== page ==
The U.S. attorney general Loretta Lynch has been speaking in Zurich alongside her Swiss counterpart as the investigation into corruption at FIFA continues to expand.
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Lynch told reporters in a televised news conference that she “anticipates being able to bring additional charges against individuals and entities” as the wide-ranging investigation spans several continents and continues to widen.
Following the shocking indictment of 14 individuals, plus the unsealing of six guilty pleas, in late May, both the U.S. and Swiss authorities have been carrying out their own investigations into alleged corruption at FIFA, with plenty of co-operation between the two nations along the way.
Speaking about the current investigation and what it entails, here is what Lynch told reporters.
“The investigation is very far ranging. We continue look at the business arrangement in the first indictment,” Lynch said. “The scope of our investigation is not limited, and we are following the evidence where it leads. I am grateful for the significant co-operation and substantial evidence that we have received from all quarters.”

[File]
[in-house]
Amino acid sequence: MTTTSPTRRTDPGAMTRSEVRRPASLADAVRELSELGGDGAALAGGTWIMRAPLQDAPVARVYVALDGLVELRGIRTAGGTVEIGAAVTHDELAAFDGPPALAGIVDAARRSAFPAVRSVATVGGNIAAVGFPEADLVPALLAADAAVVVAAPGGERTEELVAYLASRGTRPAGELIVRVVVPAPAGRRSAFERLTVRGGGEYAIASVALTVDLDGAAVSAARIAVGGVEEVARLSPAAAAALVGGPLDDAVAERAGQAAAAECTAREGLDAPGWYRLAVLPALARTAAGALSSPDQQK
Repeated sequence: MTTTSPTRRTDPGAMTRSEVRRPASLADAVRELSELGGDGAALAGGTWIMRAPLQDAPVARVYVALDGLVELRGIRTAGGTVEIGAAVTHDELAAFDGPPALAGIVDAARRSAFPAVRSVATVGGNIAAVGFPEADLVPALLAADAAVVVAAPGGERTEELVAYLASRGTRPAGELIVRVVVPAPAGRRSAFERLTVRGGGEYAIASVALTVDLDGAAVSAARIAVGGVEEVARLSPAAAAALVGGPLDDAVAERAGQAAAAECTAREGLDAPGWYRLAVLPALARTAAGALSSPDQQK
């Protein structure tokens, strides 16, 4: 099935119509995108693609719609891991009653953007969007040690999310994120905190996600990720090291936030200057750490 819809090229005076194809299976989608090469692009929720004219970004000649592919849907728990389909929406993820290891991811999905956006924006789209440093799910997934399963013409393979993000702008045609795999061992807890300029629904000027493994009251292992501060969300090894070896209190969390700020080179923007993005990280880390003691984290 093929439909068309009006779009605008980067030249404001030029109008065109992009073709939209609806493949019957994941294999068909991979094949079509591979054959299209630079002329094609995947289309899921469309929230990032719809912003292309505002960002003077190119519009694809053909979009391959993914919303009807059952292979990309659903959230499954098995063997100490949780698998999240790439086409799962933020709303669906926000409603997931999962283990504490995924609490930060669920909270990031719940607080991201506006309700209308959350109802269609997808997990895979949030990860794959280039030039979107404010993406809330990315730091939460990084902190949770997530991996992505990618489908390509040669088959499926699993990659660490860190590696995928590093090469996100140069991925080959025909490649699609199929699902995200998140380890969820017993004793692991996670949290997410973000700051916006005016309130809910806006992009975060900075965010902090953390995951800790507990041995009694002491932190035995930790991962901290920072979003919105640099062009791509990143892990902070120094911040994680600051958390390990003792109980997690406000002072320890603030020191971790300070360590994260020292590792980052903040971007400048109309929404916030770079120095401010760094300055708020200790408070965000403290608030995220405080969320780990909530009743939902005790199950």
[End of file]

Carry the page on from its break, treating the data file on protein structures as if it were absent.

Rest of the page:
Lynch was asked by reporters if out-going FIFA president Sepp Blatter would be involved in the U.S. investigation going forward, as he 17-year head of world soccer has so far not been indicted by the U.S. and will step down as the leader of FIFA next February following the presidential election to pick his successor. The U.S. attorney general would not comment on Blatter.
The racketeering charges involve more than $150 million changing hands between FIFA officials and business executives, with several individuals still being held overseas as the U.S. has asked for them to be extradited to face charges in a U.S. court of law.
As for the Swiss investigation, the attorney general Michael Lauber revealed that 11 terabytes of information have so far been collected from computers and, rather poetically, said that the investigation “is not even at half time” as the Swiss have also seized properties in the Swiss Alps, houses have been searched in western Switzerland and evidence seized, plus Lauber said that 121 bank accounts have been reported as suspicious by a Swiss financial intelligence unit.
The plot thickens…